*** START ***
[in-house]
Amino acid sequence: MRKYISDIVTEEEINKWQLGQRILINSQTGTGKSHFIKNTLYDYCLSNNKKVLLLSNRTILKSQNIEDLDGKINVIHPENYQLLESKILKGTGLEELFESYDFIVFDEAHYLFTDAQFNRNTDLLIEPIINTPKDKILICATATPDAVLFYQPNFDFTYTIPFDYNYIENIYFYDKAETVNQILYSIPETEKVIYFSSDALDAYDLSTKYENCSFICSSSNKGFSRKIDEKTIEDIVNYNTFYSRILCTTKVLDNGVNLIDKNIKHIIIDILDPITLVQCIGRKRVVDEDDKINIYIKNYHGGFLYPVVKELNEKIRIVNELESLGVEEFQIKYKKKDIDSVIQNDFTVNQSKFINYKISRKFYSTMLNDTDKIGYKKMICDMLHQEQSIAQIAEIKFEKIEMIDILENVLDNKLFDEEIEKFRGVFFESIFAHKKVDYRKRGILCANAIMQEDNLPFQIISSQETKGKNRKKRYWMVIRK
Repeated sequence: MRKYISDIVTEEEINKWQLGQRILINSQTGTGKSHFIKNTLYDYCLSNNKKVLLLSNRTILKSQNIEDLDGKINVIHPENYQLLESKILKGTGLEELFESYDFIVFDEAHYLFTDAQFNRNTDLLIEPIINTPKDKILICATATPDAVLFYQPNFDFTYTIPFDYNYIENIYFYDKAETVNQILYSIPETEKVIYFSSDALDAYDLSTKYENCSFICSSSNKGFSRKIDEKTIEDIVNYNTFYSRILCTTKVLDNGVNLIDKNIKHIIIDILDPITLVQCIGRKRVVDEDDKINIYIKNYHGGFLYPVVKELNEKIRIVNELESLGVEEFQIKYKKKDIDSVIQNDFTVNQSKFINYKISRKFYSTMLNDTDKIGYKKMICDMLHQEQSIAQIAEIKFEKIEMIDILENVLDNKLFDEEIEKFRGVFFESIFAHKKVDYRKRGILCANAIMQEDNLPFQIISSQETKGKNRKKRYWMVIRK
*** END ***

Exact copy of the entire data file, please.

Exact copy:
[in-house]
Amino acid sequence: MRKYISDIVTEEEINKWQLGQRILINSQTGTGKSHFIKNTLYDYCLSNNKKVLLLSNRTILKSQNIEDLDGKINVIHPENYQLLESKILKGTGLEELFESYDFIVFDEAHYLFTDAQFNRNTDLLIEPIINTPKDKILICATATPDAVLFYQPNFDFTYTIPFDYNYIENIYFYDKAETVNQILYSIPETEKVIYFSSDALDAYDLSTKYENCSFICSSSNKGFSRKIDEKTIEDIVNYNTFYSRILCTTKVLDNGVNLIDKNIKHIIIDILDPITLVQCIGRKRVVDEDDKINIYIKNYHGGFLYPVVKELNEKIRIVNELESLGVEEFQIKYKKKDIDSVIQNDFTVNQSKFINYKISRKFYSTMLNDTDKIGYKKMICDMLHQEQSIAQIAEIKFEKIEMIDILENVLDNKLFDEEIEKFRGVFFESIFAHKKVDYRKRGILCANAIMQEDNLPFQIISSQETKGKNRKKRYWMVIRK
Repeated sequence: MRKYISDIVTEEEINKWQLGQRILINSQTGTGKSHFIKNTLYDYCLSNNKKVLLLSNRTILKSQNIEDLDGKINVIHPENYQLLESKILKGTGLEELFESYDFIVFDEAHYLFTDAQFNRNTDLLIEPIINTPKDKILICATATPDAVLFYQPNFDFTYTIPFDYNYIENIYFYDKAETVNQILYSIPETEKVIYFSSDALDAYDLSTKYENCSFICSSSNKGFSRKIDEKTIEDIVNYNTFYSRILCTTKVLDNGVNLIDKNIKHIIIDILDPITLVQCIGRKRVVDEDDKINIYIKNYHGGFLYPVVKELNEKIRIVNELESLGVEEFQIKYKKKDIDSVIQNDFTVNQSKFINYKISRKFYSTMLNDTDKIGYKKMICDMLHQEQSIAQIAEIKFEKIEMIDILENVLDNKLFDEEIEKFRGVFFESIFAHKKVDYRKRGILCANAIMQEDNLPFQIISSQETKGKNRKKRYWMVIRK